BOSTON (CBS) – By now you’ve surely seen the dueling TV ads on ballot question 1 in Massachusetts, the proposal to limit the number of patients that can be assigned to a nurse.

“Patient limits mean more time with your nurse,” says a nurse in one of the Yes on One ads, which emphasize the promise of better care.

“At the end of the day if this ballot question passes, patients would be put at risk,” warns the No on One campaign, which stresses the negative effects of costly over-regulation of hospitals.

On Wednesday, the state’s Health Care Policy Commission released its own study siding with the industry’s forecast of massive new costs imposed by passage of the question, up to $900 million a year on a system already struggling with cost control.

Outside the meeting room after the release, union leader Julie Pinkham of the Massachusetts Nurses Association angrily denounced the study, charging the commission with over-reliance on industry data, and accusing them of failing to address a “growing patient safety crisis…. If I have four patients and you put on your call button, I can get to you,” she said. “If I have eight you wait. What happens when you wait? Sometimes something bad happens.”

But John Nash, CEO of Franciscan Children’s Hospital, a small, non-profit post-acute-care facility in Brighton, says “I’m not so sure the nurse’s union considered Franciscan Children’s when they put this on the ballot. What we would have to do in order to comply with the regulation is to cut back about one-third of our beds, which would mean for us a $2.5 million revenue loss on our bottom line, and we’re a break-even charitable organization.”

Insists Pinkham: “The one thing that this does different is it really for the first time gives a vote to people and puts them in control of health care.”

Both sides have featured nurses in their ads, adding to voter confusion over this complicated question and highlighting the fact that less than a quarter of nurses in the state belong to the union promoting a yes vote.

Whatever the outcome, question 1 may be remembered, as an example of how ballot questions can sometimes be blunt, unwieldy instruments for change.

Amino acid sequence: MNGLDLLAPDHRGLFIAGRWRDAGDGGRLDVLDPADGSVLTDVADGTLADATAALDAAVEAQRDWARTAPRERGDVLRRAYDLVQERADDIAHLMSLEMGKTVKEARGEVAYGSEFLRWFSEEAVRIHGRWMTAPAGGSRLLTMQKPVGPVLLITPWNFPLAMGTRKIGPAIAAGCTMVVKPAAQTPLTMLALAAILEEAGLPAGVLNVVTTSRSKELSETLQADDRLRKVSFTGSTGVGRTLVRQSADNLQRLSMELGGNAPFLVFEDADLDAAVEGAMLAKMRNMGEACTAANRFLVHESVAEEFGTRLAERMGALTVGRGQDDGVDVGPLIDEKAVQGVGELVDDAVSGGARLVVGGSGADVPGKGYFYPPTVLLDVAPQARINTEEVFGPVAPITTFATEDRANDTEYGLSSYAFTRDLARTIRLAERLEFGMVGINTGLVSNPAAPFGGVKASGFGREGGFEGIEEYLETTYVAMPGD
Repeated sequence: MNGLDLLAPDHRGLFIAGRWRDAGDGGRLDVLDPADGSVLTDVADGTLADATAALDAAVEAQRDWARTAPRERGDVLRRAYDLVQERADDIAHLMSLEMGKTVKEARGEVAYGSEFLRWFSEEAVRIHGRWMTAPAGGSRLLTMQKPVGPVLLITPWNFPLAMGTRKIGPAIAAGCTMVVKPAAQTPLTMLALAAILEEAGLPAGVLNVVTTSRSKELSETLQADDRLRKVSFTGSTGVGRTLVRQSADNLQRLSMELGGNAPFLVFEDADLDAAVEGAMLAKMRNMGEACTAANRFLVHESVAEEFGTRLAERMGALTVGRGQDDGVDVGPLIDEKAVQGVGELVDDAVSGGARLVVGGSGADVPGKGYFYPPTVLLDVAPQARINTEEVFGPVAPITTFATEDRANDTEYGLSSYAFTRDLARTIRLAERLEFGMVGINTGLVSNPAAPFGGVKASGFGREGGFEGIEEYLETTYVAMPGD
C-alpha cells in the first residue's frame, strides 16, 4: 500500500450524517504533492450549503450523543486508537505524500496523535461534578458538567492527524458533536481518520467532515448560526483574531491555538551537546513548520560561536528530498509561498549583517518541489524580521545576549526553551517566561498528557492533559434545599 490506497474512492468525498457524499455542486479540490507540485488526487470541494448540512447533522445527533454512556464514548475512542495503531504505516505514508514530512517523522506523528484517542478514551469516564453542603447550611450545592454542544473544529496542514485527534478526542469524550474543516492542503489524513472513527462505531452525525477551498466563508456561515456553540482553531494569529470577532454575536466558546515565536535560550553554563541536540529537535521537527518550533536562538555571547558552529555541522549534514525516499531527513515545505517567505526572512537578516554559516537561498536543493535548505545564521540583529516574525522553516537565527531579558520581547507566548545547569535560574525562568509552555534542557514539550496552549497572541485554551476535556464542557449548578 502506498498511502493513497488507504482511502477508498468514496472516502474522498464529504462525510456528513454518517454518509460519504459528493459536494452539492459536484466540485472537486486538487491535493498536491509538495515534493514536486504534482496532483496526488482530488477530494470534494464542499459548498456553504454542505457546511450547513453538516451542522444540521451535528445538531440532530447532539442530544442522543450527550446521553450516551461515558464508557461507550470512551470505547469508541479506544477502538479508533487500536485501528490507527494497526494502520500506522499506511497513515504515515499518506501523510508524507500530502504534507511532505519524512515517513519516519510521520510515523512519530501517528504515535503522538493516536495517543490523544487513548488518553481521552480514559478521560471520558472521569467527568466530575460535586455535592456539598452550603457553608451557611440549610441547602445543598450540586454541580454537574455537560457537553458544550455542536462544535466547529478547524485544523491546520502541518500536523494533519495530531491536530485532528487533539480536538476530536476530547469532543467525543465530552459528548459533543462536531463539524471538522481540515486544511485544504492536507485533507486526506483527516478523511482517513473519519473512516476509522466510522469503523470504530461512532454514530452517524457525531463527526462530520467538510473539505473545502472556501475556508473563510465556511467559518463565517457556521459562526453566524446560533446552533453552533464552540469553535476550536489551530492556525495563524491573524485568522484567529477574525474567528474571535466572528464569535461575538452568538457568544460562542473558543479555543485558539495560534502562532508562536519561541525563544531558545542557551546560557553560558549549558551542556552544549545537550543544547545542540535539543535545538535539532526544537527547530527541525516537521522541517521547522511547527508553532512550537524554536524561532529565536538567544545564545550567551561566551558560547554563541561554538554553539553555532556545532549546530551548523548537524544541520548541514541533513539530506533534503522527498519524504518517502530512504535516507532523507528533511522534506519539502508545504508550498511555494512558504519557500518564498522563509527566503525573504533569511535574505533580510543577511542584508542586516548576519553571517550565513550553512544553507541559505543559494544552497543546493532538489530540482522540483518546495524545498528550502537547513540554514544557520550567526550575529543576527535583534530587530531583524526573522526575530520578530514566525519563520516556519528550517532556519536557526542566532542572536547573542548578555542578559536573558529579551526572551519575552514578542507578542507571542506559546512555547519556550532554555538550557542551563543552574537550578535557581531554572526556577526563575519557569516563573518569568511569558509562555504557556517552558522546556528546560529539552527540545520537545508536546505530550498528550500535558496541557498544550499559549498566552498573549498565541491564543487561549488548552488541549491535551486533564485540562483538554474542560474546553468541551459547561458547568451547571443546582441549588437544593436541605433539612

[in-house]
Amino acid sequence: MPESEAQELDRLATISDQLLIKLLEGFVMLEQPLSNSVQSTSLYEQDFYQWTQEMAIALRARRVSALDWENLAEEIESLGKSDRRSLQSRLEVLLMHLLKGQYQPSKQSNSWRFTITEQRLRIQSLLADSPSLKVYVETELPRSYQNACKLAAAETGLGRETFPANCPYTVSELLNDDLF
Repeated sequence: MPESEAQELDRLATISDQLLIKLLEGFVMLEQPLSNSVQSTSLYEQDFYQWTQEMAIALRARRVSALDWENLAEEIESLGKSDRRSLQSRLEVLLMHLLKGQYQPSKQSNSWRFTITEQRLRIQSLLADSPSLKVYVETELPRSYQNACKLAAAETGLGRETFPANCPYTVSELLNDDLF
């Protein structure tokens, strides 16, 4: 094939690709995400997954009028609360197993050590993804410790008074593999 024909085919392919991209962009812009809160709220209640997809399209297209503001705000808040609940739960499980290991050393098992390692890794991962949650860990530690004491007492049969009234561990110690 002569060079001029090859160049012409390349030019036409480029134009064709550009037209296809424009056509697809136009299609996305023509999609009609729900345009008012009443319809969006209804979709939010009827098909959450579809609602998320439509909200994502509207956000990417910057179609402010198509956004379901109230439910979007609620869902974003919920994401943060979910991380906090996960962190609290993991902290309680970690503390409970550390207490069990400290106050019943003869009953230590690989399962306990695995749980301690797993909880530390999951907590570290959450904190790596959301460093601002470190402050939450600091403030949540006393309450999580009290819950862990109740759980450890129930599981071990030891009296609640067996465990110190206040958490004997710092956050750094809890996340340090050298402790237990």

For those willing to try, here’s a link to more information.

Comments (2)
  1. Theodore Oule says:

    The question here revolves around the legitimate interests in government in setting health care standards and the interests of both government and consumer in keeping the costs low.

    While staffing and patient responsibility levels are important elements of quality healthcare, so to is the ever-rising costs of maintaining a healthcare system that actually delivers on its promises of quality care for the patient.

    My wife recently had a scary experience in a skilled nursing facility were her call button went unanswered for more than 2-1/2 hours. And, while the call was not of an emergency nature, the fact that NO ONE stuck their head in her room for that period of time FOR ANY REASON left her feeling that in a real emergency she would be in trouble.

    As I went about trying to talk to people about this, I found that there were gaggles of nurses on the floor discussing everything but their patients, and generally ignoring anyone that was standing at the nurses’ station trying to get someone’s attention.

    This is a complex issue with no easy solutions. But the starting place should neither be more staff or more money or both.

    The starting place should be the Bill Belichick philosophy of playing on his team: “Do your job”.

    In my professional career, I often found that jobs not done frequently had a great deal to do with people helping others do the others’ jobs for them.

    I set a rule…No excuses of not getting YOUR job done BEFORE helping someone else do theirs.

    It was amazing how efficient and less error prone our team became. Things got done on time. People had plenty of time to socialize…with my full permission…as long as the work was done. And over the years, were were able to free up people to do other work, saving us both time and money as well as having some of the best morale in the company.

    I’m going to vote FOR staffing mandates. But I am also going to insist on a higher standard of care for the additional cost that I am going to have to bear.

    The fortunes of the patient are for more important than the fortunes of either the hospital owners or the nurses. And, the state has a legitimate role to play in the discussion.

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